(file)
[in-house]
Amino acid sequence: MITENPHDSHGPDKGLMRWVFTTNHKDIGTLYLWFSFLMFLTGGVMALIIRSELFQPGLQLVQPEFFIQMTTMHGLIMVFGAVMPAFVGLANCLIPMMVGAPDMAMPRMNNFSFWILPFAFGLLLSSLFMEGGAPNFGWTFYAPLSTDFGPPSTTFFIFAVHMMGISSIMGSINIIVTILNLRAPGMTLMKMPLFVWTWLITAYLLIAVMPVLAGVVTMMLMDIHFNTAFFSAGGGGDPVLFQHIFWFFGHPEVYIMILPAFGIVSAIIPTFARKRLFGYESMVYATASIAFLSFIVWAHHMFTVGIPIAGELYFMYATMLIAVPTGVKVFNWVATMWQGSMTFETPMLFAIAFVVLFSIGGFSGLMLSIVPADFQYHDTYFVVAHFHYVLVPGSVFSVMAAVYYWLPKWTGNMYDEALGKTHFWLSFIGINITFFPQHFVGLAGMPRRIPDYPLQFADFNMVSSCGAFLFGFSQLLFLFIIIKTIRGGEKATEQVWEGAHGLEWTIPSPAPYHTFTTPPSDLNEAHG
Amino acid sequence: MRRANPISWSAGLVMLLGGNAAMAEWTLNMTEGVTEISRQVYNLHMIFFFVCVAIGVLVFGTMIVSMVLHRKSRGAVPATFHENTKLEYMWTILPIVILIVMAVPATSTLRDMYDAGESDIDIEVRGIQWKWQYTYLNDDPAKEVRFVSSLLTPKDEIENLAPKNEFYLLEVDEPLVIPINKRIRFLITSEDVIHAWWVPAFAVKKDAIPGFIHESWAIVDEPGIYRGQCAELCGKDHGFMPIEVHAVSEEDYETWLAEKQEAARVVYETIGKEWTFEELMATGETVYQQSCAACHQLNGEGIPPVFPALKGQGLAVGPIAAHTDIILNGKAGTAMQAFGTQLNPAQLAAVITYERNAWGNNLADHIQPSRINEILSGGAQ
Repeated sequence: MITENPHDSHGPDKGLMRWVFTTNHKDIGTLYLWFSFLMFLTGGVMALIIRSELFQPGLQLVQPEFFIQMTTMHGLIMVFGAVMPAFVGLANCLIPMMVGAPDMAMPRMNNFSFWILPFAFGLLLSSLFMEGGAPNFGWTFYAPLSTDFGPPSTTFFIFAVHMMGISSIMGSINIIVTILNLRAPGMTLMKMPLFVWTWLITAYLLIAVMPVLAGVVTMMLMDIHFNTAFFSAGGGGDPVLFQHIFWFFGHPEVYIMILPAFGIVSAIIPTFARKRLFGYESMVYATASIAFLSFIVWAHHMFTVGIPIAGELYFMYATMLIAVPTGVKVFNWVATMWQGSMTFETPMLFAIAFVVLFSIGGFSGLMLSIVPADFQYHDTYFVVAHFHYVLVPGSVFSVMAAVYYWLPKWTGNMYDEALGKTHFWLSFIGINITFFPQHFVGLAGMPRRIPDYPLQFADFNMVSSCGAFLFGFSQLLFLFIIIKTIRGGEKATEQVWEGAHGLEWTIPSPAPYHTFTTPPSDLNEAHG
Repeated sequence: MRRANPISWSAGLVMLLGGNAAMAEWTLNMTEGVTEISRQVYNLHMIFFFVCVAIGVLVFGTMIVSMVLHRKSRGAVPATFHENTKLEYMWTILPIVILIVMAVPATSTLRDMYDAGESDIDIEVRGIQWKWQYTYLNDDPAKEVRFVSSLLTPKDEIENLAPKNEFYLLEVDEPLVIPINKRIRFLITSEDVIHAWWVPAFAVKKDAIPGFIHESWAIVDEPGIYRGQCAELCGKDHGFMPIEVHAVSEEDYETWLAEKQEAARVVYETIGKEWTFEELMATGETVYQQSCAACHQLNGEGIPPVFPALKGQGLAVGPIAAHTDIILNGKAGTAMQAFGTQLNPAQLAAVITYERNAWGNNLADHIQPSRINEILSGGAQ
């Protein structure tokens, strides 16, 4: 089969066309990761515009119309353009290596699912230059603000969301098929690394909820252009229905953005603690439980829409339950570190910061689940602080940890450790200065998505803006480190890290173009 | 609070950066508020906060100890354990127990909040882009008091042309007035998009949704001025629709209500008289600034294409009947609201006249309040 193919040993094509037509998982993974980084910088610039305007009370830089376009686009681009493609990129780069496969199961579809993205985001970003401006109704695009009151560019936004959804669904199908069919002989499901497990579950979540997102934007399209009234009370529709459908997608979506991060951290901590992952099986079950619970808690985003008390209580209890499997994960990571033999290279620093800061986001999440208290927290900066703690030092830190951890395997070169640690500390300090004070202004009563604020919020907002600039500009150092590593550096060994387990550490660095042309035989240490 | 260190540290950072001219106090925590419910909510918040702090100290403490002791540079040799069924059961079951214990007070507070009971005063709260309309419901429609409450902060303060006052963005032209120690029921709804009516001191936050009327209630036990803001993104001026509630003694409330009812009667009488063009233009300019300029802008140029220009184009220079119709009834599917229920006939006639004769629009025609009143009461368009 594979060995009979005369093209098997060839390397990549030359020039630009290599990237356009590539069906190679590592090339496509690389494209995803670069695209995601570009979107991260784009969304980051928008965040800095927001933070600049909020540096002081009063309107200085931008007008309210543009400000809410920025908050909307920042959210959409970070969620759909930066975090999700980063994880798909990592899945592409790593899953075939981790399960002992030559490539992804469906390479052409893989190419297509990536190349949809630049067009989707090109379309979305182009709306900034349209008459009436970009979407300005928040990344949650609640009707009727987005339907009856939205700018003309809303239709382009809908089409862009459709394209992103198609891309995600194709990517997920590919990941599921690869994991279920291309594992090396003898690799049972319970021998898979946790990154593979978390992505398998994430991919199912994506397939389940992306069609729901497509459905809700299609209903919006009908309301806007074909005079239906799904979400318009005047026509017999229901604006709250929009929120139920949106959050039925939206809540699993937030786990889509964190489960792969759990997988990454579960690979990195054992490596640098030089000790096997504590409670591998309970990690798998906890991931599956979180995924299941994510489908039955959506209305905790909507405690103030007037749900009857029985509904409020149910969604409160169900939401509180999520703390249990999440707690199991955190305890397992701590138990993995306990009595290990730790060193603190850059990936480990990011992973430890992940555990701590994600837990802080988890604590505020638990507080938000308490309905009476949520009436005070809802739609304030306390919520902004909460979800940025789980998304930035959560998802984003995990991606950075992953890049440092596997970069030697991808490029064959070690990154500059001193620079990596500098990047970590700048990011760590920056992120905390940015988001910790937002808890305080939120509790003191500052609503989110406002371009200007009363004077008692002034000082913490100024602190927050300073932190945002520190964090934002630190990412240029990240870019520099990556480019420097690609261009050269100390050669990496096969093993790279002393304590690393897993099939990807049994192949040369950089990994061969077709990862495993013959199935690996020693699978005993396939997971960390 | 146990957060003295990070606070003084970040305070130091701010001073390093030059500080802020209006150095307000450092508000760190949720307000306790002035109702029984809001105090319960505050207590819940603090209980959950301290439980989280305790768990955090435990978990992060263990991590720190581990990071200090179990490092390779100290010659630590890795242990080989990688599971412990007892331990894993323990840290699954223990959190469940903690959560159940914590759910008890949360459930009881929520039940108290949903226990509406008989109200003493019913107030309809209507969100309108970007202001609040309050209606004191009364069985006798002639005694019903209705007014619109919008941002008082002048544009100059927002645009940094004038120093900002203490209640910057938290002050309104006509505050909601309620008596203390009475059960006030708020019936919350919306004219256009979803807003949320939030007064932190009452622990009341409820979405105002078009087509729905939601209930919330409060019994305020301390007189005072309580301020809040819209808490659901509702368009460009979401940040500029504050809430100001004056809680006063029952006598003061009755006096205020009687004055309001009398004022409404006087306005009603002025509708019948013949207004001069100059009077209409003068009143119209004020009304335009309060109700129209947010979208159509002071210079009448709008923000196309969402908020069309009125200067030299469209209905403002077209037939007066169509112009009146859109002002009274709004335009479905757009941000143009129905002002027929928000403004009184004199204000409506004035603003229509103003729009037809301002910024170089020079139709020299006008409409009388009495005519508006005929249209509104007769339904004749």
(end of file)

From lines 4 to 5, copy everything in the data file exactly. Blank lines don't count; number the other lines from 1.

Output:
Repeated sequence: MITENPHDSHGPDKGLMRWVFTTNHKDIGTLYLWFSFLMFLTGGVMALIIRSELFQPGLQLVQPEFFIQMTTMHGLIMVFGAVMPAFVGLANCLIPMMVGAPDMAMPRMNNFSFWILPFAFGLLLSSLFMEGGAPNFGWTFYAPLSTDFGPPSTTFFIFAVHMMGISSIMGSINIIVTILNLRAPGMTLMKMPLFVWTWLITAYLLIAVMPVLAGVVTMMLMDIHFNTAFFSAGGGGDPVLFQHIFWFFGHPEVYIMILPAFGIVSAIIPTFARKRLFGYESMVYATASIAFLSFIVWAHHMFTVGIPIAGELYFMYATMLIAVPTGVKVFNWVATMWQGSMTFETPMLFAIAFVVLFSIGGFSGLMLSIVPADFQYHDTYFVVAHFHYVLVPGSVFSVMAAVYYWLPKWTGNMYDEALGKTHFWLSFIGINITFFPQHFVGLAGMPRRIPDYPLQFADFNMVSSCGAFLFGFSQLLFLFIIIKTIRGGEKATEQVWEGAHGLEWTIPSPAPYHTFTTPPSDLNEAHG
Repeated sequence: MRRANPISWSAGLVMLLGGNAAMAEWTLNMTEGVTEISRQVYNLHMIFFFVCVAIGVLVFGTMIVSMVLHRKSRGAVPATFHENTKLEYMWTILPIVILIVMAVPATSTLRDMYDAGESDIDIEVRGIQWKWQYTYLNDDPAKEVRFVSSLLTPKDEIENLAPKNEFYLLEVDEPLVIPINKRIRFLITSEDVIHAWWVPAFAVKKDAIPGFIHESWAIVDEPGIYRGQCAELCGKDHGFMPIEVHAVSEEDYETWLAEKQEAARVVYETIGKEWTFEELMATGETVYQQSCAACHQLNGEGIPPVFPALKGQGLAVGPIAAHTDIILNGKAGTAMQAFGTQLNPAQLAAVITYERNAWGNNLADHIQPSRINEILSGGAQ